"In our national life, public and private, the very nature of free Government demands that there must be a line of defense held by the yeomanry of business and industry and agriculture. Not the generalismos, but the small men, the average men in business and industry and agriculture - those who have an ownership in their business and a responsibility which gives them stability. Any elemental policy, economic or political, which tends to eliminate these dependable defenders of Democratic institutions, and to concentrate control in the hands of a few small, powerful groups, is directly opposed to the stability of Government and to Democratic Government itself."

"If the tendency in the dozen years following the World War had been permitted to continue, the inevitable consequences would have been the destruction of the base of our form of Government. For its splendid structure there would have been substituted as a natural result an autocratic form of Government."

"I have spoken of the prophets of evil who plagued your great reforms in Texas. They were blood brothers of some who seek to operate on a national scale. After you in Texas had done so much to restore democracy in opportunity, you found as we in other States found, that the evils we had sought to eradicate had merely jumped over the boundary into some other State. The old abuses of the railroads were finally curbed only after teeth were put into the interstate commerce law and a Nation-wide regulation was made effective. Banking reforms were tried in many States, but here again reform became effective only when the Federal Government was enabled to operate throughout the union. First by the Federal Reserve act, and finally by means of the splendid legislation of the past three years. Individual States attempted courageously to regulate the sale of securities or the control of exchanges, but you and I know that from the point of view of the Nation as a whole, the effective curbing of abuses was made possible only when the Congress of the United States took a hand by passing the securities act and the stock exchange act."

"So it goes with the constructive reform of many other abuses, which, in the past, have limited or prevented democracy in opportunity. The more progressive of the States may do their share, but unless the action of the States is substantially uniform and simultaneous, the effectiveness of reform is nullified, and crippled by chiselers, so, like many other evildoers, are, alas, still with us."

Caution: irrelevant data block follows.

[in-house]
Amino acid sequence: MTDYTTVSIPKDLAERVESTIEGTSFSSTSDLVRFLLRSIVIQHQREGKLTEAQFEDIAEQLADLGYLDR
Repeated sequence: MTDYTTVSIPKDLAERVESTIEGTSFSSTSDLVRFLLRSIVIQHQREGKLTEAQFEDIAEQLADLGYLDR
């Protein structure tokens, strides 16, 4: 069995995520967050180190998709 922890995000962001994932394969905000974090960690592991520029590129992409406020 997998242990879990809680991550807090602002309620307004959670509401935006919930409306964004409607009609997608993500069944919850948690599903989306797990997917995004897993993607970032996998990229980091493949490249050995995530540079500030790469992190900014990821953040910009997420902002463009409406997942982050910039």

"The net result of monopoly, the net result of economic and financial control in the hands of the few, has meant the ownership of labor as a commodity. If labor is to be a commodity in the United States, in the final analysis it means that we shall become a Nation of boarding houses, instead of a Nation of homes. If our people ever submit to that they will have said 'goodby' to their historic freedom. Men do not fight for boarding houses. They will fight for their homes."

"I have spoken of the interest which all the country should take in this great exposition - I mean this as symbol for the concern which every locality should have in every other locality in every other State. The prosperity which has come to Texas through the products of its farms and ranches, the products of its factories, has been made possible chiefly because other parts of the Nation were in possession of the buying power, the consuming power, to use what you have produced. On the other side of the picture, thousands of factories and thousands of farms in the North and in the East have been enabled more greatly to sell their wares, because of the prosperity of you, the people of Texas. I have spoken not once but a dozen times of the necessity of interdependence of each State on every other State - it is a lesson which cannot be driven home or preached too often."

"I have taken great happiness in these past three years in the lessening of sectionalism which is apparent on every hand. More and more we have been thinking nationally. That in itself is good. But it would not have been good if at the same time we had not come to understand more deeply that the national good-neighbor policy must extend also to those neighbors who lie outside our national boundaries. You in Texas whose boundaries extend for hundreds of miles along those of our sister Republic of Mexico can well understand what the good-neighbor policy means throughout the Americas. We seek to banish war in this hemisphere; we seek to extend those practices of good will and closer friendship upon which itself is based."

"I salute the Empire of Texas."

Source: Dallas Morning News, June 13, 1936, p. 9